Marnie Weber with monster cast from The Day of Forevermore, photo by LeeAnn Nickel and courtesy of the artist and Gavlak, Los Angeles.

Marnie Weber with monster cast from The Day of Forevermore, photo by LeeAnn Nickel and courtesy of the artist and Gavlak, Los Angeles.

The Battle of Forevermore

Teenage Alienation in a world of Gothic Exaggeration

The Day of Forevermore, Marnie Weber’s first feature film, is the culmination of the artist’s long career as a weaver of macabre and otherworldly scenarios through art, film and music. Over the last 25 years Weber has created her own distinctive realm of avant-garde folk art, a personalized occultism which, although highly idiosyncratic, is easily accessible on the level of pure entertainment.

The plot concerns a lonely teenage girl, Luna Crimson, who is eager to escape her fiendish and smothering mother—an 800-year-old alcoholic witch named Baba Muthra—and experience the world beyond Forevermore Acres, the sprawling kingdom—part junkyard, part nature sanctuary—that they preside over with an extended family of ghoulish creatures attired in pagan ritual garb and elaborately customized Halloween masks.

This visually intoxicating fairy tale of a horror movie is the result of two years of meticulous planning. The soundtrack alone, composed and performed by the filmmaker, took six months of solid work. Prior to Forevermore Weber’s longest film, A Western Song, was 25 minutes, and none of her previous films have contained dialogue. But when the film’s protagonist, Weber’s remarkably photogenic 15-year-old daughter, Colette—who has already appeared in a number of her mother’s films—insisted on dialogue, Weber obliged by filling the dead time of waiting for jury duty selection by writing a script, much of it in a loose Old English style.

Ultimately, Forevermore was shot in four days, during a spring heat wave, at the Zorthian Ranch, a remote property in the hills of Altadena, famed for all-night parties and performances, its ambience of beguiling and variegated decay providing the perfect setting for the Forevermore capers.

Baba Luna Bunk Bed The Battle of Forevermore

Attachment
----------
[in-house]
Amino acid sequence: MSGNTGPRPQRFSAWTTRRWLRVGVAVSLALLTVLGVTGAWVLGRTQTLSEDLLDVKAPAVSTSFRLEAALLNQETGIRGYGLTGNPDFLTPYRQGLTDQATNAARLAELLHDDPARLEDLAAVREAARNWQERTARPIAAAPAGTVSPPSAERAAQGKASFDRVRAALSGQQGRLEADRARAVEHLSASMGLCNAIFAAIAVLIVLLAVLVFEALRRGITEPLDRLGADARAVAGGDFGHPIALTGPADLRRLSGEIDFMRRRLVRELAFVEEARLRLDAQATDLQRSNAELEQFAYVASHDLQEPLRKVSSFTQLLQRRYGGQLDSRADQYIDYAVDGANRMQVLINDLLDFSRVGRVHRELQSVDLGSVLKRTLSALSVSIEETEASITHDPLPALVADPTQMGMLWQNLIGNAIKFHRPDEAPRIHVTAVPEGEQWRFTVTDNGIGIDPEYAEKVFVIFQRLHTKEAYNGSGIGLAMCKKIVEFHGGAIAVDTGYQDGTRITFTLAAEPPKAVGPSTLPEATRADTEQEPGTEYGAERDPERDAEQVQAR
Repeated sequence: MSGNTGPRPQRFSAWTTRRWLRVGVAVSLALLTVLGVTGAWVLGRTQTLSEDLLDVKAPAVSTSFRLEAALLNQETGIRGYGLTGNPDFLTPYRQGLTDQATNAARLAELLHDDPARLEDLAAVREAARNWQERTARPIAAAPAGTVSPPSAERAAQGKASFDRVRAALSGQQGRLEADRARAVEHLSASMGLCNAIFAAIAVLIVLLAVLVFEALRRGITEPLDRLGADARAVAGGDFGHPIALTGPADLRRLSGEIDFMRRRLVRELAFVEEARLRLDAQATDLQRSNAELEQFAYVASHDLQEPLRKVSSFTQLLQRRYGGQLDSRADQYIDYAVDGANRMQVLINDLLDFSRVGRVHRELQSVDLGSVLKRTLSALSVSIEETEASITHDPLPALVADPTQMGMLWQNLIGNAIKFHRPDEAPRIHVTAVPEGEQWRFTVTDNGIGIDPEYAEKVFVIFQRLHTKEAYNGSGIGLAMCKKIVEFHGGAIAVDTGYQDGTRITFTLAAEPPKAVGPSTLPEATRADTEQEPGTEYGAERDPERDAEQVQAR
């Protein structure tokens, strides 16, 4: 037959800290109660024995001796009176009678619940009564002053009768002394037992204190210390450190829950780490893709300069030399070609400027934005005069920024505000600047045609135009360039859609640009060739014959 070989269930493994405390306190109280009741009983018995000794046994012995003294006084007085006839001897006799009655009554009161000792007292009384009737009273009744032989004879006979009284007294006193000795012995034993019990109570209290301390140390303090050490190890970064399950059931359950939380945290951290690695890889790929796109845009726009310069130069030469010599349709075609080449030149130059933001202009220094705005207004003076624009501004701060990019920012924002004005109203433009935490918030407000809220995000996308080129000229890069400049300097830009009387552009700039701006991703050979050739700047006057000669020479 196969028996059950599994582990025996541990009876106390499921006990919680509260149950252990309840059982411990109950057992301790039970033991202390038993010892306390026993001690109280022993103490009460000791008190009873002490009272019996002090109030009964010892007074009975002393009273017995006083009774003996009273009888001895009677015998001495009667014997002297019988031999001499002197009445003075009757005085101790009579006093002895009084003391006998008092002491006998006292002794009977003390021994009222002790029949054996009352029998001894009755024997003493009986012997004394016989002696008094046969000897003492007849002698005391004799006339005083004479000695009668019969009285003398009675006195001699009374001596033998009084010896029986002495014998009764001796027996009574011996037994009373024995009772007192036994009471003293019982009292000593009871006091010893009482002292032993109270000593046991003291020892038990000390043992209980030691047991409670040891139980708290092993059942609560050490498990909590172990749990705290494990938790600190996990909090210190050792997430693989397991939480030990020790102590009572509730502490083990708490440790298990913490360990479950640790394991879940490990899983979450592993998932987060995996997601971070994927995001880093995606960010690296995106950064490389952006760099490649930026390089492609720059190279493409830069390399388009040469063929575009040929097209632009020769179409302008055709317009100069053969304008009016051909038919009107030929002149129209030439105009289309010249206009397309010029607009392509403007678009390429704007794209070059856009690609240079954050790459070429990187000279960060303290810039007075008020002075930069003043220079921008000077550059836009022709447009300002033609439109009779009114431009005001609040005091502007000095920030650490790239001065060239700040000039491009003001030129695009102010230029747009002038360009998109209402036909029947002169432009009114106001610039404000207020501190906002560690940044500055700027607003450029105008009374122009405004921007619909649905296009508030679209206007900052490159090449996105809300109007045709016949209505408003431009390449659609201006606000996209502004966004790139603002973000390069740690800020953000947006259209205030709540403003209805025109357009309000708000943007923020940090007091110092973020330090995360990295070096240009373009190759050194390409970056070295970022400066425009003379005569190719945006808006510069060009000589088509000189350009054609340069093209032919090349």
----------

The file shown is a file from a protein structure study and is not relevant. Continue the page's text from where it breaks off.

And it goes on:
Mother and Daughter: Colette Weber-Shaw as Luna Crimson and Marnie Weber as Baba Muthra, photo by LeeAnn Nickel and courtesy of the artist and Gavlak, Los Angeles

Colette Weber-Shaw, her alabaster skin brilliantly accentuated by a crimson dress, delivers a convincing portrait of teenage alienation in a world of Gothic exaggeration. Monsters of the mind take on living shape in the form of melancholic pigs, banjo-playing zombies and ghostly scarecrows, and nature itself becomes twisted and gnarled: a distorted reflection of the restlessness and pathos of adolescence. A refined sensitivity to flora and fauna is evident throughout, with llamas, flea-bitten donkeys and other animals featured in a hazy, mote-drifting, sun-scalded landscape.

“I felt I was being guided by spirits,” says Weber, and a montage sequence with close-ups of one monstrous head after another, set against a blazing sky, achieves a truly dreamlike effect. These are images you want to get lost in, but they quickly displace each other, as in a potent reverie. As Weber says, “Movies to me are like dreams: you work all day and you let go at night, the subconscious takes over.” And in the world of Forevermore dreams overlap with reality and blur into each other.

The transmogrification of universal experiences to surreal settings intensifies the empathic impact. At one point, Luna Crimson attempts to make friends with some kids from the outside world who have trespassed on to the property. Her embarrassment as her mother serves up a rump roast that consists of the devil’s ass steaming on a plate, accompanied by moldy vegetables, will be familiar—from comparably humiliating but less exotic incidents—to many viewers from their teenage years.

“On a mystical level, on a cellular level, it’s more than a coming-of-age story,” says Weber. “I feel like I’m playing my mother and Colette’s playing me. I was constantly trying to get away when I was a teenager.”

Offbeat humor suffuses the film: quaint archaisms (“Will thy mother’s love be the succubus of your soul?”) bartender jokes (“We do not serve grapes!”), and disjointed philosophical ramblings (“The bluebird sings but it’s got no song, only jokes”)—much of it occurring in a bleached and dilapidated den of iniquity where Luna Crimson seeks solace in the company of a scribe, a speed-freak and a soothsayer.

Considering how tiny the film’s budget the results are impressively polished. With a cast and crew almost entirely composed of nonprofessionals, Forevermore is firmly placed in the DIY pantheon whose kindred aesthetic spirits might include Jodorowsky, Paul McCarthy, Mike Kelley and the Harmony Korine of Gummo: art films with the emphasis on art.

“I’ve done my job,” says Weber, and indeed there must be some satisfaction in knowing that one has provided for one’s posterity both creatively and genetically. At this point in her career she doesn’t feel the need to keep outdoing herself and suggests a retreat into austerity is in order. “I might disappear for a while,” she says.

That is, after a new show of collage and sculptural work at Gavlak, Los Angeles in September, and a gala screening of Forevermore at the Ace Theatre on September 11th, at which all the creatures will be present in full regalia, with a party to follow on the rooftop.

See The Day of Forevermore Sunday, Sept. 11, 7:30 p.m. at The Theatre at Ace Hotel, Downtown LA. For more info visit; Marnie Weber’s exhibition in LA at Gavlak opens Sept. 17 and runs thru Nov. 5;